Dr Qhobela further mentioned that conditions had been set for students to complete their honours in one year, their masters in two years and doctoral studies in three years. In order to lower the age of completion of doctoral studies to 35, the NRF had set an age limit for funding eligibility per level. For example, a candidate would need to be at most 28 years of age at time of application, to be considered for honours; 30 years of age for masters and 32 years of age for doctoral studies.

Due to the NRF prioritising research-inclined postgraduate training, the new funding policy will exclude:

  • Undergraduate qualifications, regardless of the NQF exit level;
  • Post-graduate certificates or diplomas, regardless of NQF exit level;
  • Masters by coursework only; and
  • Professional masters and doctoral degrees.

With the current budget of R1 billion, the NRF is able to fund just over 11 000 postgraduate students. The NRF is looking at funding around 8 000 students when the FCS funding is implemented in 2021.

To identify financially needy students, the NRF has entered into a partnership agreement with the Ikusasa Student Financial Aid Programme (ISFAP), for undertaking of a Household Means Test. Through this partnership, ISFAP will raise funding from the private sector for postgraduate student support and will be co-funding postgraduate students with the NRF to increase the overall number of students that may be funded.

At the time of the presentation to the USAf Board, the NRF had been to 20 public universities sensitising them to this development, and to also alert them to the role they would play in the application process and in managing postgraduate student support for improved success and throughput. The call for applications for postgraduate funding for the 2021 academic year, will be made in April 2020, with the intent to inform all honours, masters and doctoral applicants of the outcome of their funding application by 23 December 2020.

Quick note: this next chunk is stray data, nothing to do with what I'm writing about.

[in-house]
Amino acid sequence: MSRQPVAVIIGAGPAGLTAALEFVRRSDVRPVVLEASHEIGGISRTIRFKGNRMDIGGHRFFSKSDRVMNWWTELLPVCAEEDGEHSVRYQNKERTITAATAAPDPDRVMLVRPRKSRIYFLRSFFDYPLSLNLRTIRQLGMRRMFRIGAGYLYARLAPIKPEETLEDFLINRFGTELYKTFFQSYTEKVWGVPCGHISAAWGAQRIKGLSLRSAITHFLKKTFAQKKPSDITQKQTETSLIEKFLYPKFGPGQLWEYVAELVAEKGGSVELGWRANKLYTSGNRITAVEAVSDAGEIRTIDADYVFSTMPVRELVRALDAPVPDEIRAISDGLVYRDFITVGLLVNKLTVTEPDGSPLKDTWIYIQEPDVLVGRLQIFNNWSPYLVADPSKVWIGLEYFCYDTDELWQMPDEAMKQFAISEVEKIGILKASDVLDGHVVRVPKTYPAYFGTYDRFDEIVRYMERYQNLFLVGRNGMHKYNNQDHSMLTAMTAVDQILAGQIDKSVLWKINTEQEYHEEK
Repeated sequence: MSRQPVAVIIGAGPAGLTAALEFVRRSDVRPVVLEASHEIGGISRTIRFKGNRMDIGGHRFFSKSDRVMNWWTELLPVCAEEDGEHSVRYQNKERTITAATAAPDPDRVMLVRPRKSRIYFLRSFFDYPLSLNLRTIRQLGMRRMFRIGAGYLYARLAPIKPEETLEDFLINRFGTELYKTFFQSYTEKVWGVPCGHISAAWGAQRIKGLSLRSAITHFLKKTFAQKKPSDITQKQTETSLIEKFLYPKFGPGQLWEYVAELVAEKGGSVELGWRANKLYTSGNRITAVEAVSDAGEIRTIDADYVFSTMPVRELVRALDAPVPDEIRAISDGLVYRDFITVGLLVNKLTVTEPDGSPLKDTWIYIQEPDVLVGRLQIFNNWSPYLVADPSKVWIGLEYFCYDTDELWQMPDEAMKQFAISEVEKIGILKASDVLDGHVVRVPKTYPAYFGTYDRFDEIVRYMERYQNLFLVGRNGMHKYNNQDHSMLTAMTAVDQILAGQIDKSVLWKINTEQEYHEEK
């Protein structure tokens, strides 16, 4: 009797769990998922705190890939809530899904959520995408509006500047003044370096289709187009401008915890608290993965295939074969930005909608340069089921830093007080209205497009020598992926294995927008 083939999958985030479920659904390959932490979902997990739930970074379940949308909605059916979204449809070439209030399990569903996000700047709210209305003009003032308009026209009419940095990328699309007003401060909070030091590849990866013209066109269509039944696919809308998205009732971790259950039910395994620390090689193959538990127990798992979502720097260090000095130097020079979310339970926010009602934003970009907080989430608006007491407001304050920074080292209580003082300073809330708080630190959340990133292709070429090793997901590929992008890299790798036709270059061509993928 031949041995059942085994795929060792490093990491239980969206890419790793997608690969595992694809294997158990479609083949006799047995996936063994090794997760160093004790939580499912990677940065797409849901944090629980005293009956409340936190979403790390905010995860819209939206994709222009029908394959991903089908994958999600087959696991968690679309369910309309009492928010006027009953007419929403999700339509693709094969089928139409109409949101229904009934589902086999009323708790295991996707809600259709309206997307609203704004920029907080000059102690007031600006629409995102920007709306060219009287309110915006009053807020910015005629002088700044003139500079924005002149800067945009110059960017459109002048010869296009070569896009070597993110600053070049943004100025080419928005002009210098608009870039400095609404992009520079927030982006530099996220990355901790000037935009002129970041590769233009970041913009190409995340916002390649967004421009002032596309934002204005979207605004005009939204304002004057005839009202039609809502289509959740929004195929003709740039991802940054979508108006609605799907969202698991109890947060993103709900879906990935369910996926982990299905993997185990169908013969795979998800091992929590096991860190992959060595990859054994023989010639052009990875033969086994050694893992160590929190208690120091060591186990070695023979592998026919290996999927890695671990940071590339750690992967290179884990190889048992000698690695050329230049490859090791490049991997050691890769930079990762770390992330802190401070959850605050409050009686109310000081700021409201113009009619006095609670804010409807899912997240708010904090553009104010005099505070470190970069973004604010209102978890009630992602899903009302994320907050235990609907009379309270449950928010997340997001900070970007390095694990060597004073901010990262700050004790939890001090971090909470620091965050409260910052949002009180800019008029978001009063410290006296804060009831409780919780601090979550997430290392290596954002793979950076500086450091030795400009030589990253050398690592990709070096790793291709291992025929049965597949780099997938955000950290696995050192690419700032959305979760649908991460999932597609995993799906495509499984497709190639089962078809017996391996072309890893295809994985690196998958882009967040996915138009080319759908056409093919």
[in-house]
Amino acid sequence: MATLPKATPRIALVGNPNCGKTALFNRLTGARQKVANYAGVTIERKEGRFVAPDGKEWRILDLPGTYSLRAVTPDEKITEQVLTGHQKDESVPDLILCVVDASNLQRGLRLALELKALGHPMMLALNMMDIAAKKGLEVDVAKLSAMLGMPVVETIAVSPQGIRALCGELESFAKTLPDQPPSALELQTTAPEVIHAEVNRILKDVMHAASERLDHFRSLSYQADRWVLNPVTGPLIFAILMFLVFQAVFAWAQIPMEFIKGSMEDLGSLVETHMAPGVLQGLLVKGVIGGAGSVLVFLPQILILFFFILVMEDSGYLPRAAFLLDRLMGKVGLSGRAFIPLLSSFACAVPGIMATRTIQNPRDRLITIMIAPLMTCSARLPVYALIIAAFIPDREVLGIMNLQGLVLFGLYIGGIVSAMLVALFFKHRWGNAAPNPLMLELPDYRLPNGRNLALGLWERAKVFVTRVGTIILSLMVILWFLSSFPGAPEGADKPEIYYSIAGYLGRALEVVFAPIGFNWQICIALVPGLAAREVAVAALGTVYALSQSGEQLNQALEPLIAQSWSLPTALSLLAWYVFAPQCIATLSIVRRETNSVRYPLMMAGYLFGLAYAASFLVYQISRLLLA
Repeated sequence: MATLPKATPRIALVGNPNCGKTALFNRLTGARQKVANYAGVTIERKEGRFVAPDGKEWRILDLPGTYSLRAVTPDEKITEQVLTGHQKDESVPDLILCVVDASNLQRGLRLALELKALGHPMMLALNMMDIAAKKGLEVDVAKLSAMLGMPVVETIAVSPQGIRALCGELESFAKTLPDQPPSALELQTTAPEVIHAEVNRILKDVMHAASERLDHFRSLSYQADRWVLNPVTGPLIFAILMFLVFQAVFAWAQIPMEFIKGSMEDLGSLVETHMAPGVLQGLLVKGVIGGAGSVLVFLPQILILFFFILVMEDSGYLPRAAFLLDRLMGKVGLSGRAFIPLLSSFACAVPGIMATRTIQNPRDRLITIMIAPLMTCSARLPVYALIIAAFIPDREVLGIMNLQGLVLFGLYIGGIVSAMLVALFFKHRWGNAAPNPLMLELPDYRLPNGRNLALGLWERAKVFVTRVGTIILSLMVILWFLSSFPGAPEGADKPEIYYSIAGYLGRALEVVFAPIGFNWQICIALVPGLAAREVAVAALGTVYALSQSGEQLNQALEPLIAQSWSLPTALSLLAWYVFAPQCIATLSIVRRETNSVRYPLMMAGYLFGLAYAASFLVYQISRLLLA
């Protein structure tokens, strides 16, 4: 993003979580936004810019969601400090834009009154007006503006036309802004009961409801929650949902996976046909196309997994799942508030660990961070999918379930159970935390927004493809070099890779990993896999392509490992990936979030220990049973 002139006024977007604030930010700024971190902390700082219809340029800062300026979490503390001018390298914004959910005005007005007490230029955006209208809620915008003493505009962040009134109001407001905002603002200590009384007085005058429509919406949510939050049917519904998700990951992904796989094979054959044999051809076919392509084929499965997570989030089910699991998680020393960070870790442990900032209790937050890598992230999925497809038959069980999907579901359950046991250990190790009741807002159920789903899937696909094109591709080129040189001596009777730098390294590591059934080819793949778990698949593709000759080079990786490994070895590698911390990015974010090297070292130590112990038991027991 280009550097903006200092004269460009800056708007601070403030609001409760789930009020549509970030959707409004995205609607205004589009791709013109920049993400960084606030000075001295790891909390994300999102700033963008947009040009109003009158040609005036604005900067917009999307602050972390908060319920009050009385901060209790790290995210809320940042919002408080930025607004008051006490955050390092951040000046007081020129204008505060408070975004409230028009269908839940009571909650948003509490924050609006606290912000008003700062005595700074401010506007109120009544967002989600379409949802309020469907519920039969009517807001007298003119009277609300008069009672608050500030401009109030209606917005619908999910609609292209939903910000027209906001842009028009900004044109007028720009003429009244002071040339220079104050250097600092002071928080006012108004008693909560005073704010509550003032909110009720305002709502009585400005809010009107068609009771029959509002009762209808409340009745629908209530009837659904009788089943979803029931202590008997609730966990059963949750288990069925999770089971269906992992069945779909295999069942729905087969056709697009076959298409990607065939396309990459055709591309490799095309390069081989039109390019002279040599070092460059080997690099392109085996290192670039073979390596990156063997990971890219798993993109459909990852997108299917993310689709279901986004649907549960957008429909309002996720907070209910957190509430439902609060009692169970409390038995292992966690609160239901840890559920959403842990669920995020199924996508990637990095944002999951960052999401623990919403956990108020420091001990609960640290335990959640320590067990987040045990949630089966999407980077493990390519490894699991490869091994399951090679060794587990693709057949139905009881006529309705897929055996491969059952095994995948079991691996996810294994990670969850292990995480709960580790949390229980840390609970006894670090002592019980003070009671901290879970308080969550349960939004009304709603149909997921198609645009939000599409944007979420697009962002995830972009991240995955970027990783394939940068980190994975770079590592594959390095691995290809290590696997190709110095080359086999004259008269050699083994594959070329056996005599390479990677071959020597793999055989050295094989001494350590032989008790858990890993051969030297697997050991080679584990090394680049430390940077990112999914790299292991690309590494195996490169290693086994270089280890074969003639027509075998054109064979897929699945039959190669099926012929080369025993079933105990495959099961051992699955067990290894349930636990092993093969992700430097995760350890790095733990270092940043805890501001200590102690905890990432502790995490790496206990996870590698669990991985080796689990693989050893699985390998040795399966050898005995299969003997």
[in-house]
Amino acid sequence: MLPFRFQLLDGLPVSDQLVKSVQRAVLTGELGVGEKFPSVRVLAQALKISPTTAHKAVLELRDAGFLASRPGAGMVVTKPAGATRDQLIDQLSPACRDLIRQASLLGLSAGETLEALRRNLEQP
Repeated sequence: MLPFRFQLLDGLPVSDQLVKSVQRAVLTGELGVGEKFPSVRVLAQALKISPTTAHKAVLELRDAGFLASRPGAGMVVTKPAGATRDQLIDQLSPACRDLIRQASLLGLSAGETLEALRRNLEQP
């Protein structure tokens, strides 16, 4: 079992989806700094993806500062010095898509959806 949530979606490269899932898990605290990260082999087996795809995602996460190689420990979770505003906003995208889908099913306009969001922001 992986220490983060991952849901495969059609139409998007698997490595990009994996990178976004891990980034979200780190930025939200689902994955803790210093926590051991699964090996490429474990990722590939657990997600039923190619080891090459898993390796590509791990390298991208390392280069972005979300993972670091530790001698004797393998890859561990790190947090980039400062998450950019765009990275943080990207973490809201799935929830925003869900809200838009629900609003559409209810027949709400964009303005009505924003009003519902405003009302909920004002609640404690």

Responses from Board members

Board members widely commended this initiative, even though they expressed reservations on:

  1. The low numbers set to benefit from the bursary scheme
  2. The NRF accommodating a two-year Masters when universities are debating reducing the duration of the Masters programme to one year, and
  3. Exclusion of students in employment, who are underemployed and could make excellent candidates for this opportunity.

With a view to accommodating larger numbers, a proposal was made to the NRF to approach Business Leadership South Africa to request their top 15 members to consider re-channelling some of their Corporate Social Investment funds to the NRF pool. The World Bank’s International Finance Corporation was another entity to approach in this regard. Dr Qhobela’s response was that they were open to exploring all options, including engaging the business sector to explore partnerships in this regard.

On the two-year masters, Dr Molapo said the NRF was more concerned about substance (quality) than chasing numbers.  “If you put a case forward and we reach an agreement with the Council on Higher Education, we’re open to reviewing our policy in this regard.”

While there was no further engagement on the exclusion of students in employment, the USAf Chair suggested that this matter be added to the agenda of the Board’s envisaged engagement with Dr Blade Nzimande in due course. Professor Mthembu added that even though universities may not contribute monetarily to the initiative, ideas they do have, for strengthening this initiative. 

Ideas are welcome on the combined Higher Education and Science and Technology departments

Dr Molapo also used this platform to mention the merger of the two former departments of Higher Education and Training, and Science and Technology. “We assume that merging the two departments is part of re-imagining the knowledge system,” Dr Molapo stated. “We could therefore use ideas from this forum about how to strategise for that combined department.” This invitation was fully embraced and vice-chancellors promised to take Dr Molapo up on that invitation. Suggestions would duly be channelled to Minister Blade Nzimande in due course.     On that note, this discussion was concluded.